Josie Dew is an English touring cyclist, author and cook. In this blog Josie shares with us her experiences of cycle touring with her three young children.
Although a caterer by profession Josie frequently takes long cycle trips and then writes a humorous travelogue detailing her experiences. She lives near Portsmouth, England. She has two daughters and a son.
Getting kids started young
As I’ve cycled all my life it’s perhaps only natural that I’ve brought my three children up on bikes.
Even before they were born they were used to the meditative motion of cycling. I cycled every day through all three pregnancies up until a few hours before I pushed them out into my multi-wheeled world.
From babies to current ages they’ve experienced a mixed medley of bike child seats, bike trailers, trailer-bikes, FollowMe ‘tandems’, balance bikes, Islabikes, Nihola cargo trikes, Circe tandem and Triplet.
One of the most important things for children is to spend as much time outside as possible. Cycling helps them to have daily exercise and fresh air in their lungs. It clears their heads and lightens their moods. Some say it’s too dangerous to go cycling with children on our roads and though it could be a lot better, the health and happy-making benefits far outweigh the risks.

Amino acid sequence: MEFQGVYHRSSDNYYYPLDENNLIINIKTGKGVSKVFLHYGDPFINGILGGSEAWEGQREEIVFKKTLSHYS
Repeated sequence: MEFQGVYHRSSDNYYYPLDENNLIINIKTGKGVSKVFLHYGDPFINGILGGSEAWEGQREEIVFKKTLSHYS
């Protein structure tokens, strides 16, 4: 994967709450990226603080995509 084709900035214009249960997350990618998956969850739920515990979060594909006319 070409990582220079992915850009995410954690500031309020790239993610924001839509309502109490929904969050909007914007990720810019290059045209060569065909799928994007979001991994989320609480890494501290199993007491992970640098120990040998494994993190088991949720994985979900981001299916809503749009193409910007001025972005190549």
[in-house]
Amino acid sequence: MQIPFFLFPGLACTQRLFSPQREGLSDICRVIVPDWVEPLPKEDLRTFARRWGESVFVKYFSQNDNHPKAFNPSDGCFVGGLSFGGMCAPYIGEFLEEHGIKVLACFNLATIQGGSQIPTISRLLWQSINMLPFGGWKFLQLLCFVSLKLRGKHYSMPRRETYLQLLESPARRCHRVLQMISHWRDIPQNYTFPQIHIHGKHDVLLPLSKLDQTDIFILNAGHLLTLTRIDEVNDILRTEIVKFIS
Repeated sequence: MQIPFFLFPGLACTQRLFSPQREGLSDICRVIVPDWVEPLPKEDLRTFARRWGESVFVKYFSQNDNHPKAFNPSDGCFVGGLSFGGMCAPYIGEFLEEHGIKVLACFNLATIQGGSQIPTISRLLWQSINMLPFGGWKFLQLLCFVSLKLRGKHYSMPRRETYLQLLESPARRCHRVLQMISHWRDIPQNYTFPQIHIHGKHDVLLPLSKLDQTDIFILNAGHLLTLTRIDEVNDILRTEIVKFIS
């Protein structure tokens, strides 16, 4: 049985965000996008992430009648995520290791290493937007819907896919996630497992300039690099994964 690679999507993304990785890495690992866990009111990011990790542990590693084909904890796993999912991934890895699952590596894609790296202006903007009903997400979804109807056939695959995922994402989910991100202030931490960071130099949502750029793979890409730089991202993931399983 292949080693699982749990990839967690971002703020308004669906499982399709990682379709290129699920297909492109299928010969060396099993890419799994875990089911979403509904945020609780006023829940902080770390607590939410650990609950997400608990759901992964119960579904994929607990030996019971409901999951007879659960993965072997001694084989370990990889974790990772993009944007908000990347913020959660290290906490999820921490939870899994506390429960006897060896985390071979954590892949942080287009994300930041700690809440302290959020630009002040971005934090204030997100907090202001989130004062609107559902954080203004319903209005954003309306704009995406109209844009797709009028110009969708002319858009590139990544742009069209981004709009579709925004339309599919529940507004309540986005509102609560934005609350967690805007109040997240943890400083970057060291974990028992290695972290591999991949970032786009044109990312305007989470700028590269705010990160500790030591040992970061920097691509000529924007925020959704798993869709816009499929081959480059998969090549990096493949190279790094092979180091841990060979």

“ All the time there is that exhilarating feeling of freedom and uncertainty and spontaneity. ”
Getting ready for long distance cycling holidays
During last year’s school holidays I rode 300 miles around the Channel Islands and 642 zig-zagging windy miles across northern France and Belgium to Holland with my three young children.
This summer (after cycling around the coast of the Isle of Wight and the Solent Way and The Devon Coast to Coast) we rode 410 miles around the Netherlands. These are a few of many longer-range cycling missions that we have been on in recent years.
My husband Gary (a carpenter) always stays home as he prefers building to bicycles (and to have a nice bit of peace and quiet). So I brace myself for impact, the summer school holidays tend to be six weeks of non-stop busy-ness and activity, during which I scarcely have time to take a breath.
I load up the panniers and trailer to the gunwales with a wild assortment of camping clobber (sleeping bags, swimming kit, buckets, balls, toys etc) and ride onto the ferry to our new exotic land (even if in reality it’s not, it still feels exotic after cycling back and forth to school for month after month along the same stretches of road).
How we cycle together as a family
My eldest, Molly, who is 12, rides her own bike when we go touring. Daisy (8 years) and Jack (5 years) ride aboard my Circe Helios Triplet. Not that Jack or Daisy put in much pedalling effort mind you. They tend to like hoisting their legs up over their handlebars, and reclining back in a relaxing sunbathing manner using the luggage bungee'd on the rack as a comfy backrest. ‘Ahhh, this is the life!’ I hear them sigh as I toil away at the helm.
Last year on our Jersey-Guernsey and France to Holland escapade all four of us fitted on the same bike (me at the front, Molly in the middle, Daisy on Seat three and Jack in the trailer).